You can try to gently redirect your loved one by asking them to look out the window at the weather or talking about recent events. Take the time to explain why they’re in the hospital. If they don’t respond, aim to be a comforting physical presence.

It will likely be distressing to see your loved one in this state. Their words and actions might not align with the person you know. They might become angry at you or forget who you are.

It’s not your fault. Try to remain calm and accept your own emotions. It’s typical to feel fear, frustration, embarrassment, sadness, or guilt in this situation.

If you’re struggling, ask to speak with a hospital social worker, chaplain, or counselor.

There’s no single cause of hospital delirium. Some people may experience one or several triggers in a hospital setting. For others, there’s no identifiable cause.

Potential causes of hospital delirium include:

  • anxiety and depression
  • drug or alcohol withdrawal
  • infections
  • medical conditions
  • pain
  • poor sleep
  • side effects of medication
  • surgery
  • lack of oxygen
  • low blood sugar

Some people are at an increased risk of experiencing hospital-induced delirium. These include people who:

  • are over the age of 70
  • are male
  • have dementia or other cognitive impairments
  • have hearing or visual impairments
  • have multiple health conditions
  • have experienced delirium before
  • have reduced organ function

The conditions of someone’s hospital stay may also increase their risk. Rates of hospital-induced delirium are higher for people in ICU or on mechanical ventilation.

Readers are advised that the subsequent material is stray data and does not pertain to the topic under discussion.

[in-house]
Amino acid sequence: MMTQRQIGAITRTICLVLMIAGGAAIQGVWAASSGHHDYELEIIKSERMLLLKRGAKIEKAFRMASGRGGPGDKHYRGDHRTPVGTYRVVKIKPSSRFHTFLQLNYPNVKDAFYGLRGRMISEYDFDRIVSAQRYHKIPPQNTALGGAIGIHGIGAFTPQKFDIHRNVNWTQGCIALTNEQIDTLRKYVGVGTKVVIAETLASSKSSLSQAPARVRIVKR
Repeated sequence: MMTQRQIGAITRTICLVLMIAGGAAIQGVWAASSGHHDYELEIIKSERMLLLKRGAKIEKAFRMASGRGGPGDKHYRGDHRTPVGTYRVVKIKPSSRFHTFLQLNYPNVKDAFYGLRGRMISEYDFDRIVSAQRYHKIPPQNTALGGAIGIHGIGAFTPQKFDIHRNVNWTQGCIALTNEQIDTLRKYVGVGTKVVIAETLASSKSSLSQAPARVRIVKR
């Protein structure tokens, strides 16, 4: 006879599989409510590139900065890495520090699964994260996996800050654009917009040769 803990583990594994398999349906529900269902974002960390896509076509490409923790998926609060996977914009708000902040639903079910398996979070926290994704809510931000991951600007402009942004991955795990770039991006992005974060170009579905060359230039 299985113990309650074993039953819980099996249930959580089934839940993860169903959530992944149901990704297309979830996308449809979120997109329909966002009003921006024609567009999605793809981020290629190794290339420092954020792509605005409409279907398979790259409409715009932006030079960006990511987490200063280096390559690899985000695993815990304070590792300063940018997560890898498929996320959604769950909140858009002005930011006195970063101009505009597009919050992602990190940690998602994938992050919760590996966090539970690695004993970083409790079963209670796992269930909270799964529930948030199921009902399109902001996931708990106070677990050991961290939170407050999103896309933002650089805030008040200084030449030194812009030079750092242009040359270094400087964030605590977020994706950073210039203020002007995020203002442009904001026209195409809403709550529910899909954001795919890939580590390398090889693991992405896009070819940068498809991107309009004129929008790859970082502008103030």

Hospital delirium in the elderly

Hospital delirium is extremely common in people over the age of 65. For example, a 2017 study of 200 older individuals found that 20% experienced delirium after spending 12 hours in an emergency department.

Similarly, a 2019 study of 1,507 older people who had been admitted to ICUs in the United Kingdom reported that about 21% experienced probable or diagnosed delirium.

Older people are at an increased risk due to age-related factors such as:

  • physical frailty
  • chronic illnesses
  • poor organ function
  • increased reliance on medications
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Researchers estimate that almost 40% of cases of hospital delirium are preventable. There’s much that hospital staff can do to help prevent delirium. But caregivers can also play an important role.

Role of hospital staff

There are models that enable healthcare professionals to predict the chances of delirium in a patient. These models consider and weigh various risk factors. Results may suggest whether doctors should take preventive measures.

Environmental factors can play a role in the development of delirium. Hospital staff can help create an environment that can reduce the risk. They may consider the following:

  • Keep nighttime noise and light to a minimum.
  • Schedule rounds to avoid disrupting sleep.
  • Avoid using physical restraints if possible.
  • Avoid using indwelling catheters if possible.